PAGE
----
Donald Trump and his NAFTA team are using hardball tactics in NAFTA negotiations. We are facing some hard deal-making. But it couldn’t hurt in the meanwhile to talk more about our shared history and values.
America and Canada are the closest of friends. We share the world’s longest undefended border. Over a million Canadians live in America, and a million Americans in Canada. We share our TV, radio, music, movies, news and business. Every day there are tens of millions of friendly conversations across our borders by phone and email that connect our people. We get along well.
Canadians are fair traders. Canada is America’s largest customer. Nine million jobs in America rely on goods and services Canadians buy from America. Cars finished at Ford in Oakville go back and forth across the border creating jobs on both sides. Trade should be win-win.
We both enjoy hard-won freedoms to criticize our government and leaders and view it as a duty to elect better ones. Our courts work to protect human rights, and freedom of religion, belief, and speech.
Americans and Canadians collaborate in NORAD to protect our continent. When Russian military aircraft approach our northern border to test interception time, Canadian F-18 jet fighters out of Alberta and a USAF refueling plane out of Washington State fly together to meet that challenge. On 9/11 the Commander of all North American air space at NORAD HQ in Colorado Springs USA was a Canadian, Lieutenant-General (Ret’d) Rick Findlay.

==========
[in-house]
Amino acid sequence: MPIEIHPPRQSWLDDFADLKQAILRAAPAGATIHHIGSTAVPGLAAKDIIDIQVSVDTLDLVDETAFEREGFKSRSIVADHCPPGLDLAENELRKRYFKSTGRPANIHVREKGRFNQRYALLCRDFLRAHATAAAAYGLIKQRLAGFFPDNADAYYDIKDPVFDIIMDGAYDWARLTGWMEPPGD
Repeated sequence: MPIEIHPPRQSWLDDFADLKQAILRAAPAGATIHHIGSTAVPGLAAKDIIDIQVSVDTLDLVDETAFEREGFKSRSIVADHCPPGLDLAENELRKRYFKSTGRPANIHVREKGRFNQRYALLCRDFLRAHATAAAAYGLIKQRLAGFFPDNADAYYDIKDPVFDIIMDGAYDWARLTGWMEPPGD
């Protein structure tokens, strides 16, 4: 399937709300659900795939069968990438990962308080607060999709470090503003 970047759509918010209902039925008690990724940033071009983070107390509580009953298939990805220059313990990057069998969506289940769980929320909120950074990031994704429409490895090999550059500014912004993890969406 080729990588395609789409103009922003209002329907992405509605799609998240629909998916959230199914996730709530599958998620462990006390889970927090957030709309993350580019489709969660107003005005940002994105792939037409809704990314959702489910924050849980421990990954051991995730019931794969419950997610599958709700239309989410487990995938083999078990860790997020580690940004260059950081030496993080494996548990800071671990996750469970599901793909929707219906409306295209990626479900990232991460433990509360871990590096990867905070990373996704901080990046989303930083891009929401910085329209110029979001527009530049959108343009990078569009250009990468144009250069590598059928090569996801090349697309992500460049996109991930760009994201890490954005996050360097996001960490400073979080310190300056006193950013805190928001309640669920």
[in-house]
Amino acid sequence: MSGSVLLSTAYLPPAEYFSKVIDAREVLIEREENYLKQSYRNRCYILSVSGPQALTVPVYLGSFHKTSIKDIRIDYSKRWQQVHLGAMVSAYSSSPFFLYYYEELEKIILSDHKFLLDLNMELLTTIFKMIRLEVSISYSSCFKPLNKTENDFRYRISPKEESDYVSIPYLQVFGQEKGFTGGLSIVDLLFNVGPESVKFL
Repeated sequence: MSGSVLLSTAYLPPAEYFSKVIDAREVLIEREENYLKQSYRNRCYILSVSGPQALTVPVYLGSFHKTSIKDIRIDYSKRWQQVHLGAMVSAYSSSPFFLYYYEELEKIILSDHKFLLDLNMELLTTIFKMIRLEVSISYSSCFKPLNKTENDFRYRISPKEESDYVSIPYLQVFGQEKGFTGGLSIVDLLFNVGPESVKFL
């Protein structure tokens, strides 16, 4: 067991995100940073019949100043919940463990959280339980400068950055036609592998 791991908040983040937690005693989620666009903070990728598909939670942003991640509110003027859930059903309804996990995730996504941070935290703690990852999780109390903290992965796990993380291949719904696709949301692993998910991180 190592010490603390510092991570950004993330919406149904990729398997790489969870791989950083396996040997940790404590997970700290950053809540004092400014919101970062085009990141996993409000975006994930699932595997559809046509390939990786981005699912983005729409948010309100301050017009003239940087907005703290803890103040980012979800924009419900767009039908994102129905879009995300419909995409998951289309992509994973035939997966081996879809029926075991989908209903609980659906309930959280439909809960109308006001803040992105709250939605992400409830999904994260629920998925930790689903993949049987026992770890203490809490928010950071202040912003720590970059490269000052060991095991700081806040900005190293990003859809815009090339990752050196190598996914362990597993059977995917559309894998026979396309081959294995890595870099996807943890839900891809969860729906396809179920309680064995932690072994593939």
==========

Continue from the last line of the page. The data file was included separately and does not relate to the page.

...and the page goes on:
American and Canadian soldiers fought as allies in Europe in World War I and in World War II on the beaches of Normandy to preserve democracy. They also fought against the Taliban in Afghanistan and elsewhere. Canadians have fought under American operational control in NORAD and Americans under Canadian operational control in places such as The Sinai. That is trust.
It’s working closely together for our mutual security and freedom. We should continue to do the same for our mutual prosperity and everything that goes with it, like free and fair trade. There are totalitarian leaders in the world that are pleased to see disagreements divide us. Let’s continue to disappoint them.